As an adolescent at high school in Grafton, I studied economics for no more than a year. It turned out to be a disturbing but mind-opening educational experience in my existence. The context and facts are fuzzy. I remember writing an economics essay that I considered—with my usual egotism and pretentiousness—as brilliant. When the teacher, a certain Les O'Neill, didn't agree with my personal judgment, or didn't award me the credit I deserved (in my imagination), I behaved preposterously by complaining to the headmaster, John Orme, that my economics instructor was obviously incapable of recognizing my excellence. And the affair fizzled out when the teacher in question more or less admitted that he might not have understood correctly what I had tried to write, or accepted that it was non-plagiarized original thinking. I had won, in a way, but I was hardly inclined to think of myself as a winner, since I had appealed to non-scientific criteria. In fact, I had just offered myself the luxury of provoking an ideal lesson in the "science" of economics, whose principal actors are, not atoms and molecules, but human beings. I had become an economic entity.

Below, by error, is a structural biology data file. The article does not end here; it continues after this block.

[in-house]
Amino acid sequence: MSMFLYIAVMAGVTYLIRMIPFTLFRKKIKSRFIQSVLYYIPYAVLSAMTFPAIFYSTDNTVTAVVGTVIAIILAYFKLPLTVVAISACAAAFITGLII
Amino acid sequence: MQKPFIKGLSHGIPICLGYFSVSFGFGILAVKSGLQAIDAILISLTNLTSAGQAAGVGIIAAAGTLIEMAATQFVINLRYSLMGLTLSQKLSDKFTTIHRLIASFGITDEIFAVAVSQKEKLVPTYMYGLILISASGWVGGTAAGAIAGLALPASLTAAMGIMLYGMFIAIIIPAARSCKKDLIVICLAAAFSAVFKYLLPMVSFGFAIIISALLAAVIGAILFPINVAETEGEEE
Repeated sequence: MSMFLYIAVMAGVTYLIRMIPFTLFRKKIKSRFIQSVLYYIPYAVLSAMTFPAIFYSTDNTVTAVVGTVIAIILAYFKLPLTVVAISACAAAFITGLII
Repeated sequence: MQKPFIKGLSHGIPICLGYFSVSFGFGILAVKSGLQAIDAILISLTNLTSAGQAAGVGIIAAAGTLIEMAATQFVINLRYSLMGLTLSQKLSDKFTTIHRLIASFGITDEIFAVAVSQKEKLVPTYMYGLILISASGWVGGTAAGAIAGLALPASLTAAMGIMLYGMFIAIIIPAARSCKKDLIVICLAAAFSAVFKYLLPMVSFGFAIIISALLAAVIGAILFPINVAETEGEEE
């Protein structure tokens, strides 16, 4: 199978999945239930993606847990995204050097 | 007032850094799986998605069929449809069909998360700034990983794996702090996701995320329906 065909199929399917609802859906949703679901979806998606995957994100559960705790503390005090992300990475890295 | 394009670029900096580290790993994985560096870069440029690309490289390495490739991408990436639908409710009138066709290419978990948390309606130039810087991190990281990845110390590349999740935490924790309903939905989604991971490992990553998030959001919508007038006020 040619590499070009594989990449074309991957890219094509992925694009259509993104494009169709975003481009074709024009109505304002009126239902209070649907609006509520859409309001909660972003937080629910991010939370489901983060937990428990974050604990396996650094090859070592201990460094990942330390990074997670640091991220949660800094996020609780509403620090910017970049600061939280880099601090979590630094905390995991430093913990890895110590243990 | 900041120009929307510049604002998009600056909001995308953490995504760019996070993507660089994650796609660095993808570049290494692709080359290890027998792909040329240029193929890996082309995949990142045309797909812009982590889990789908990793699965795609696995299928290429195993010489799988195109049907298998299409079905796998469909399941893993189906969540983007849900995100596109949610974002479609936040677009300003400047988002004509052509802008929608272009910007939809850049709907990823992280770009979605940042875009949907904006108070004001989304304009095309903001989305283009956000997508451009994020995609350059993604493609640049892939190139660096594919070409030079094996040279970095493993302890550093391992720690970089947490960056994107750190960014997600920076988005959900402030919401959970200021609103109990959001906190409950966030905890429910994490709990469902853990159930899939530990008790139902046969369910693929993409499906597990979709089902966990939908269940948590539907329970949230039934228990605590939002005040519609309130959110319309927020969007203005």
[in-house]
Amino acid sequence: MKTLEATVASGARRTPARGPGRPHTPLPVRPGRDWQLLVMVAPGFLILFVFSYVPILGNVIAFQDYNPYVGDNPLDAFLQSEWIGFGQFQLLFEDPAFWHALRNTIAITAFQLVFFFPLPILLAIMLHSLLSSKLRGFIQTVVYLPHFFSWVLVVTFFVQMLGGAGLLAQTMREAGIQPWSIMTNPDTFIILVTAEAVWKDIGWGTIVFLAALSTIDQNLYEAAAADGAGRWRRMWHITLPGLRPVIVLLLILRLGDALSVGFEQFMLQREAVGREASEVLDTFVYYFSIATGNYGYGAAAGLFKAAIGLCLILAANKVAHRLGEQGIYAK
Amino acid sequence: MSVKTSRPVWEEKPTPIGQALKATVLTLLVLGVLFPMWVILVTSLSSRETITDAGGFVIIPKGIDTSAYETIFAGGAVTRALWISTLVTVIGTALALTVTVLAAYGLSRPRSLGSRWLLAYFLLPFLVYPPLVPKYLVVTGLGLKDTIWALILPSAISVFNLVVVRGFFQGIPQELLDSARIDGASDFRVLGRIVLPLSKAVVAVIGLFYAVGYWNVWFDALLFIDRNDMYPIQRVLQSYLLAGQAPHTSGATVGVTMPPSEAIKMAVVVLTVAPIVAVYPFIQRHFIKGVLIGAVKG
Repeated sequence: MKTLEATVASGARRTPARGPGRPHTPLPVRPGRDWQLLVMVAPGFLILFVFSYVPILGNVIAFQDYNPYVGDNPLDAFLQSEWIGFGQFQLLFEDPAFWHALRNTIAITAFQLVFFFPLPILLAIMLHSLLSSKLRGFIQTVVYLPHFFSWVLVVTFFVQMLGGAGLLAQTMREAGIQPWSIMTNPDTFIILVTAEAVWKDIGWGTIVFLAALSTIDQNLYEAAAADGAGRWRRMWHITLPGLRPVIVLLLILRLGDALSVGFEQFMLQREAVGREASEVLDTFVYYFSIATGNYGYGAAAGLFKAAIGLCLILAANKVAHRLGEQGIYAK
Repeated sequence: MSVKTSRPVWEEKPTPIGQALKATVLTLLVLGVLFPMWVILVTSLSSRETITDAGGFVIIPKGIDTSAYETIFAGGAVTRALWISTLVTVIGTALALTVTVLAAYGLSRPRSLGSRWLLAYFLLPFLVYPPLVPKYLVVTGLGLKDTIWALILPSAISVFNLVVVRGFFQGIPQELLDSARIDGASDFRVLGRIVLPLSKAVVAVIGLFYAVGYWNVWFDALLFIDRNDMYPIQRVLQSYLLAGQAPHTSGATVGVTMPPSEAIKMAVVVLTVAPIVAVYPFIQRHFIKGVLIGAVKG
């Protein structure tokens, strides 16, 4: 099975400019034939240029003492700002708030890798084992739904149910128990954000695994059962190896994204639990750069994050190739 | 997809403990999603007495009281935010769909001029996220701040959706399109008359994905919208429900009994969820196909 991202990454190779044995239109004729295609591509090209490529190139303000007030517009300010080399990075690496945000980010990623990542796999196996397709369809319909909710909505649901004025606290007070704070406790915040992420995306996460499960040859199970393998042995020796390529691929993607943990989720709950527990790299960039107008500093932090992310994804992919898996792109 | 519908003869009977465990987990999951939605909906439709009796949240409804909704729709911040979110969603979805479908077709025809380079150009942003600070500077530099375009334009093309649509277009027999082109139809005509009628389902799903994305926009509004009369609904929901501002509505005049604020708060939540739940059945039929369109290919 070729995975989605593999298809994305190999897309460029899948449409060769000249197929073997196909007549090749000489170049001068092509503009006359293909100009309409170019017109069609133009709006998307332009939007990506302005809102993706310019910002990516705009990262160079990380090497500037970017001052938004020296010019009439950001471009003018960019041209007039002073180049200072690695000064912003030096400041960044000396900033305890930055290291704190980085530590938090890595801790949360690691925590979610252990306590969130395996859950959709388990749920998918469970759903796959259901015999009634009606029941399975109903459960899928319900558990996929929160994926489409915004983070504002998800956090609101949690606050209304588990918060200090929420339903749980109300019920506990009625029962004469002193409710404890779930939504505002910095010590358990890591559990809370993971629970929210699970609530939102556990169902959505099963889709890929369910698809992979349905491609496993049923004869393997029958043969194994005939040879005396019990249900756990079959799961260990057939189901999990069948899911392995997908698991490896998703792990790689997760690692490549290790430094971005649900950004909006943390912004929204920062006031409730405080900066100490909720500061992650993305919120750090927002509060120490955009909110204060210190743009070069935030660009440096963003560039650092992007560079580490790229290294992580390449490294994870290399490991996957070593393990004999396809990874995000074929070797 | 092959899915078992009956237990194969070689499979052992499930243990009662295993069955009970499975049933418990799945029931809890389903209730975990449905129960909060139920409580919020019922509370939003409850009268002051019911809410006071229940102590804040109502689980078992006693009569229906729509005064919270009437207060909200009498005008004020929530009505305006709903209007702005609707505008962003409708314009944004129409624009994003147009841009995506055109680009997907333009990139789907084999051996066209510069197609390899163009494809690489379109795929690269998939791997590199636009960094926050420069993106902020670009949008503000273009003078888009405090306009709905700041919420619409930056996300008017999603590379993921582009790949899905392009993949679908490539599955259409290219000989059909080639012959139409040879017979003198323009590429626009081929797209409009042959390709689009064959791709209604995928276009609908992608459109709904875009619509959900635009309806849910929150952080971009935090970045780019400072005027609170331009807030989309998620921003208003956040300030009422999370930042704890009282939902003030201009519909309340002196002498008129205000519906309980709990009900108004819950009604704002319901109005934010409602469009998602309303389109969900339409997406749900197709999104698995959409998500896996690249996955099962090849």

Today, a 55-year-old guy named Paul Krugman from Princeton University has been awarded the Nobel Prize for Economics.
A specialist in trade theory, Professor Krugman has two extra qualities that demand my respect and endear me to him. First, he's a columnist for my favorite newspaper, the New York Times. Second, he seems to hate the guts of an intellectual moron named George W Bush.
"Bush has degraded our government and undermined the rule of law," wrote Krugman wrote in May 2007. "He has led us into strategic disaster and moral squalor."
Truly, my global faith in humanity is restored when I realize that Alfred Nobel, having made a fortune by inventing dynamite, went on to celebrate geniuses in medicine, physics, chemistry, literature, economics and even peace! Wow, what blind but awesome vision!